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Jack Benny: Lombard's unlikely last leading man



Do you remember the first celebrity you ever met? Jack Benny was mine. It occurred in July 1969, when I was a month away from turning 14 years old and my family was staying in a hotel in Niagara Falls, N.Y. -- a town where Jack Benny was performing. We ran into him just outside the hotel; I think I may have shook his hand and my younger brother got his autograph. I also recall seeing him having breakfast in the hotel restaurant the next morning.

At the time, all I knew about him was that he had been on TV, where I had occasionally seen his show in its final years, and before that had been on radio, or so my parents told me. I knew he had sort of a vain, skinflint image. but realized it was part of the act.

It wasn't until college a few years later that I saw "To Be Or Not To Be" and admired his acting (not to mention Carole Lombard's beauty) in this Ernst Lubitsch classic. Shortly after that, in late December 1974, Benny died (at age 80, more than twice the "39" he'd long humorously claimed he was), and in reading the obituaries and appreciations, I finally got to understand what he was all about.



Yes, Benny made his share of movies, but like, say, Frank Sinatra, you don't define him by his film work. Benny's genius is best explained by his long-running radio show. (By the 1950s, he made the transition to television, but he never quite felt as home there.)

Benny -- born Feb. 14, 1894 -- had some success in vaudeville in the 1920s, then signed a movie deal with MGM that never quite panned out (although he played the master of ceremonies in "The Hollywood Revue Of 1929"), began on radio in 1932. His first lines were, "This is Jack Benny talking. There will be a slight pause while you say, 'Who cares?"

Benny wasn't the first radio comic, but he was the first to develop the conventions of what we now know as classic radio, and later television, situation comedy (although in Benny's case, "character comedy" might be the better description). It took him a few years, but by 1936, when he moved the show from New York to Los Angeles, he had developed the format radio audiences would enjoy for nearly two more decades.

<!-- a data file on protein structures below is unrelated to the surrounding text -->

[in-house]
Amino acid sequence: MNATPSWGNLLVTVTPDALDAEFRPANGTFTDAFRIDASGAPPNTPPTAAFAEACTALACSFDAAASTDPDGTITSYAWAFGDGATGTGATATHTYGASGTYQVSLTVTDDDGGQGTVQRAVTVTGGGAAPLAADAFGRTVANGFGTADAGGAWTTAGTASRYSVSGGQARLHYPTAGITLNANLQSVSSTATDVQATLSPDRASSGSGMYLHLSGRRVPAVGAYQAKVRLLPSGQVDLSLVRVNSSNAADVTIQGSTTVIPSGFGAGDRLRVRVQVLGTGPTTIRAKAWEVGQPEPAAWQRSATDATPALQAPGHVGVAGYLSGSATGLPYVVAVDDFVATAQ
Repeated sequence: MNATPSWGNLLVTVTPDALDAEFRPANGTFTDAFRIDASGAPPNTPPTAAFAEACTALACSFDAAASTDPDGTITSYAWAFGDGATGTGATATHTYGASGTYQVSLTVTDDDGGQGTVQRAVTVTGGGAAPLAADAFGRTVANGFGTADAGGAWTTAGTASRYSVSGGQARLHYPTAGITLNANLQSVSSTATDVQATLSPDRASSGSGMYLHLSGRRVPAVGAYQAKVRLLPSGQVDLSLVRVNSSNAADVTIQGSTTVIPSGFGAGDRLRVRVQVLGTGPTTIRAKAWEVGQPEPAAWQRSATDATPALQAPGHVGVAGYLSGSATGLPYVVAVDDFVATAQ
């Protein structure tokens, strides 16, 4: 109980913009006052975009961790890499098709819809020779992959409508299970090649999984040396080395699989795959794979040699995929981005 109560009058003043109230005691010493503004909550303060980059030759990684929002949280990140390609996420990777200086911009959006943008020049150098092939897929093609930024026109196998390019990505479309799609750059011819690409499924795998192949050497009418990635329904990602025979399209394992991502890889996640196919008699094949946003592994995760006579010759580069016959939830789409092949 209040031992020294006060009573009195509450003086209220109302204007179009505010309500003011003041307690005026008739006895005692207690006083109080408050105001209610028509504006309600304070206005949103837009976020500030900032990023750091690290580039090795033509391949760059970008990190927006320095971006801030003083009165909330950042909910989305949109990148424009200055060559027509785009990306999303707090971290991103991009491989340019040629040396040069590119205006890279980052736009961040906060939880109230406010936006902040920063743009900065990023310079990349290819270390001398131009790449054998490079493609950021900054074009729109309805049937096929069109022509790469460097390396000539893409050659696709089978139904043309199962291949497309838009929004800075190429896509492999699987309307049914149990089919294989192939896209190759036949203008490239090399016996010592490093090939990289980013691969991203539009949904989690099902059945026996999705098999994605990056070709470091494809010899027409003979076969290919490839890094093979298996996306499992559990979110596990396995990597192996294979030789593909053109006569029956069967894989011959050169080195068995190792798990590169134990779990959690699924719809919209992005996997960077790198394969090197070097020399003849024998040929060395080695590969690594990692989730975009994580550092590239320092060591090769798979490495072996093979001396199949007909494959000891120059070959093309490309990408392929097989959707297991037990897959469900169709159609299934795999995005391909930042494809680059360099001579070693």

Unlike some other comics, Benny never minded being the comedic foil. He developed a persona -- petty and cheap -- vastly unlike what he was in real life, and built a cast around him with well-developed personalities: "girlfriend" Mary Livingstone (his real-life wife), rotund announcer Don Wilson, a naive boy singer (first Kenny Baker, then Dennis Day), a sassy bandleader (Phil Harris) and a wisecracking black valet-chauffeur, Rochester van Jones (Eddie Anderson). Over the years, the Rochester character shed many of the racial stereotypes associated with black domestics.

Here's a photo of the cast when the show was at its peak of popularity in the 1940s. From left are Eddie Anderson, Dennis Day, Phil Harris, Mary Livingstone, Jack Benny, Don Wilson and "man of a thousand voices" Mel Blanc.



Benny paid his writing staff well, and many of them stayed with him for years.

Jack and his crew came up with many ideas to retain the public's interest. One was a long-running "feud" with fellow radio comic Fred Allen (who was actually a longtime friend). They'd disparage each other's program, and sometimes appeared on the other show to keep the insults going. Below are Benny and Allen with their wives, Livingstone and Portland Hoffa, in 1937, not long after the "feud" took flight:



Many film stars guested on the Benny show, but Lombard wasn't one of them. (Had she lived, however, she likely would have appeared on his program to help promote "To Be Or Not To Be.") But they'd known each other before filming began in 1941, as the following two pictures show. The first shows them with Fred MacMurray, and judging from Fred's mustache, it was probably in the fall of 1937, when "True Confession" was being filmed. The second picture includes Clark Gable.



Benny's style proved influential; Johnny Carson and Kelsey Grammer have both labeled him such. You can see much of Benny in how Grammer portrayed Frasier Crane. (It's interesting that arguably the two best sitcoms of the '90s, "Frasier" and "Seinfeld," had roots in classic radio, as Jerry Seinfeld has long credited Abbott and Costello's clever wordplay as an influence.)

Fortunately, most of Benny's work is preserved for future generations. Hundreds of his radio programs are available in the mp3 format, and can be picked up on eBay for extremely low prices. They're well worth a listen. (For a sample program, including both East Coast and West Coast versions, go to http://benny.crispy.com/special_exhibits/east-west_comparison.html.)

Oh, and one more thing: Benny's hometown of Waukegan, Ill., named a junior high school (now a middle school) after him. The school's teams are called the "39ers."
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